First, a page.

Put it this way. There are many people, (including mothers) who would argue that my child spends an unhealty amount of time away from me ( factoring in my job, and the time she is with her father), So would therefore claim that my DD probably feels insecure because of it.

clouded Wed 01-Oct-08 15:56:19

Always pleased to hear how you're getting on (or notgrin) pingu.. Sorry it's hard at the moment. Lack of sleep is terrible, terrible.
I was wondering if learning to walk is a bit scarey for DD. If she can walk, what might that lead to, might she have to walk away? Far fetched?? It's just that the clinging to your leg makes me think that she's rather unnerved by this walking lark.
Also, from your posts she has seemed to be such an easy baby that I think it's rather cheering to hear she's asserting herself iykwim. Being too compliant is more worrying than a spot of grumpiness, I believe.
I think you are doing so well. As ohforfoxsake says, they are changing all the time. Hope you get some sleep soon!

catweazle Wed 01-Oct-08 19:31:51

My DD is 18 mo. Like yours she changed from a happy easy baby just as she started walking. It's almost as if once they walk they turn into a different child. I have a DH but she only wants me. I find myself sat on the loo with her on my lap... Like you I work FT but I would still like a bit of peace in the evening to wash my hair/ play on the internet etc.

alloutofcrazy Wed 01-Oct-08 22:47:22

I agree this could be teething/mmr but I have also found my dd going through phases over the years, very similar to what you have described from calm to unexplainable behaviour and have been at the end of my tether at times dealing with lack of sleep and nightmare behaviour.

I now put these 'episodes' down to growth spurts (if there is no other good reason) and although they have lasted for weeks they do come to an end.Like you I've thought of all the ways I'm going wrong,which must be affecting her behaviour but now I know to be patient and she'll return to normal.(hopefully)grin

rachelp73 Thu 02-Oct-08 00:42:55

Pingu, I think there's one thing all mums-to-be need to be warned about. And that is, once you become a mum, you start feeling guilty about EVERYTHING you do as a parent, and the guilt doesn't ever stop, no matter how much other people reassure you that you are doing a great job! I could tell you that
a SAHM feels guilty that she is not contributing to the household finances, and that feeling frazzled stuck at home bored all day makes her feel guilty, she also feels guilty worrying that she is maybe not providing the stimulation that, say, a nursery might provide. OR I could tell you that a fulltime working mum feels guilty that she doesn' spend enough time with her LO, and that when she does she is too tired to interact as well as she feels she should with her LO.

Whatever type of mum we are, OUR BRAIN WILL ALWAYS FIND SOMETHING TO FEEL GUILTY ABOUT. Hence it's no use you worrying that she isn't spending enough time with you cos she's at her dad's or whatever, cos if she didn't see her dad much for whatever reason, y you would only be feeling guilty that she DIDN'T have much contact with her dad.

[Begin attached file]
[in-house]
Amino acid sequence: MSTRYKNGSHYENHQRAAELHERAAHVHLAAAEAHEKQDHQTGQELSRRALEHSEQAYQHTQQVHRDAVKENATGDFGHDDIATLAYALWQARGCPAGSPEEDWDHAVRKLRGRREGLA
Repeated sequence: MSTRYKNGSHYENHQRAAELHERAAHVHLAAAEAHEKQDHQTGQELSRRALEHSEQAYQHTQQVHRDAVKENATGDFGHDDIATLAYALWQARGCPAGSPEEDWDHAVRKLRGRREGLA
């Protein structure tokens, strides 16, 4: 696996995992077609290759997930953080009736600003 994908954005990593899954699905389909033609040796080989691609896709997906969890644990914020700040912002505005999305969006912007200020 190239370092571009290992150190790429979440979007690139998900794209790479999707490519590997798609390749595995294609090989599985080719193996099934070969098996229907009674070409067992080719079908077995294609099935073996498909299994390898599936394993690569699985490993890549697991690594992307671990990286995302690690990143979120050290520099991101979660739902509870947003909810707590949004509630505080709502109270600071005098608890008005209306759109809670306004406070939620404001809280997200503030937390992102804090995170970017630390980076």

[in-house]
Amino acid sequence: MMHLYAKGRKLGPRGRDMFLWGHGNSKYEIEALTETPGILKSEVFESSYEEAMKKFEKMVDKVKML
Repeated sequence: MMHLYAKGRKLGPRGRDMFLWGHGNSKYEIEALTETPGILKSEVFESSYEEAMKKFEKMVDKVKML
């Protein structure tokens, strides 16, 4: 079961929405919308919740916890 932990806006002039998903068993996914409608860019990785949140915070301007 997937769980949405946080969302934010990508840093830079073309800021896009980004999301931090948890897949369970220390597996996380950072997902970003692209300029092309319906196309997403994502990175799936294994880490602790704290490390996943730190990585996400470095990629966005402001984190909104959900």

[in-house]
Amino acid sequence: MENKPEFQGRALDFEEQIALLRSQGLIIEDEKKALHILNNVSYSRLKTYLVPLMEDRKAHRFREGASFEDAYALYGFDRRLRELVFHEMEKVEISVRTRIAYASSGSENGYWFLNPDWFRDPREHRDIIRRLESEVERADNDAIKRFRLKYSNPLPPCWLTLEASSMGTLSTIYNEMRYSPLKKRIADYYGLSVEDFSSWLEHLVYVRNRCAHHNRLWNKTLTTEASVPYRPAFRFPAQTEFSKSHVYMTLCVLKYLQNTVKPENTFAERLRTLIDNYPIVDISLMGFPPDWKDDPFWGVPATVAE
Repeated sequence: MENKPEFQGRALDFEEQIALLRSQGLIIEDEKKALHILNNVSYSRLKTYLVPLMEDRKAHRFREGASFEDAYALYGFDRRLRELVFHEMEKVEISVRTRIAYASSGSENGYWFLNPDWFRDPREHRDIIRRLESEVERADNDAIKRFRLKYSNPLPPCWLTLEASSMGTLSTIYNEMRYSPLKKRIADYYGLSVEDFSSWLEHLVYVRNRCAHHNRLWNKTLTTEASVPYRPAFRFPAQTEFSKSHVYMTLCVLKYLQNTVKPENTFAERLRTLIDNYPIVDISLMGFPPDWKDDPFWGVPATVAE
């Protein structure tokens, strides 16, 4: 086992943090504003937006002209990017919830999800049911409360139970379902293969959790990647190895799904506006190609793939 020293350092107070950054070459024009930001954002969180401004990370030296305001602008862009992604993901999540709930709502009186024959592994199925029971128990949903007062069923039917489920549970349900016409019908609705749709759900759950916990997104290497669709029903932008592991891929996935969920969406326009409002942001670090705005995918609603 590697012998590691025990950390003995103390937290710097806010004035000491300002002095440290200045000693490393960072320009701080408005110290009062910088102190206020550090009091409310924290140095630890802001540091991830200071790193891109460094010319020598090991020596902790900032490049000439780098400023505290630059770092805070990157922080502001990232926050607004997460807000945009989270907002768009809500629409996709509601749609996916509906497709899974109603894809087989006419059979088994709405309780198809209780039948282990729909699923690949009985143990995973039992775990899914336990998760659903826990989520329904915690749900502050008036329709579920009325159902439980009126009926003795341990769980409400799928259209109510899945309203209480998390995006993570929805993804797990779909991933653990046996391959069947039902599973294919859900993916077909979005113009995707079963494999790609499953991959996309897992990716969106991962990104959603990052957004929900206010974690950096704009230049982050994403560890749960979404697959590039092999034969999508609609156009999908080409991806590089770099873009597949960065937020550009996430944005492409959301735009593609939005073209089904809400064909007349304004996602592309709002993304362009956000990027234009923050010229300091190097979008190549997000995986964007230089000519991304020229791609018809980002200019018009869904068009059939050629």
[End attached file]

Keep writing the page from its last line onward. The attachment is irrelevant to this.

As for your main reason for posting, the image of you shuffling around the kitchen with your child clinging to your trouser leg kind of made me smile. That was ME with my DS2 at that age. Yes, I can laugh at the memory now, but dear god, at the time it was HELLISH. I do have a DH who is very good when at home but he works away quite a bit or works late, and so not here at the difficult whingey times. Your phrase "incessant whingeing" also rang bells with me too. And ooh that age, 16 months, somehow I managed to get through that *shudders at memory*, and now DS2 is 2.5 and whilst still demanding and er, "spirited", shall we say, I am now WAY past the trouser clinging phase. He still gets bloody grumpy and whingey, the difference is now he actually says "Mum, I'm grumpy!" grin Quite often his moods are more apparent when it's appraoching meal or snack times so I think he's quite sensitive to low blood sugar - could that be the case wtih your LO?

It is terribly, terribly, hard, I know, but it really will pass eventually. With my DS2, he had bad separation anxiety at that age. He wasn't too bad if I was physically out of the house away from him, but if I was in the room with him he had to be physically connected to me in some way. Even now, he still likes LOTS of bodily contact with me, and still twirls my hair in his fingers while he cuddles me (I suppose when he gets a girlfriend at age 16 or whatever he might actually stop the hair-twiddling. grin

He also seemed to suffer terribly when his molars were coming through. They seemed to take weeks for each one to come through. I second the teething powders advice. And I used to give a lot of Medised at night time. wink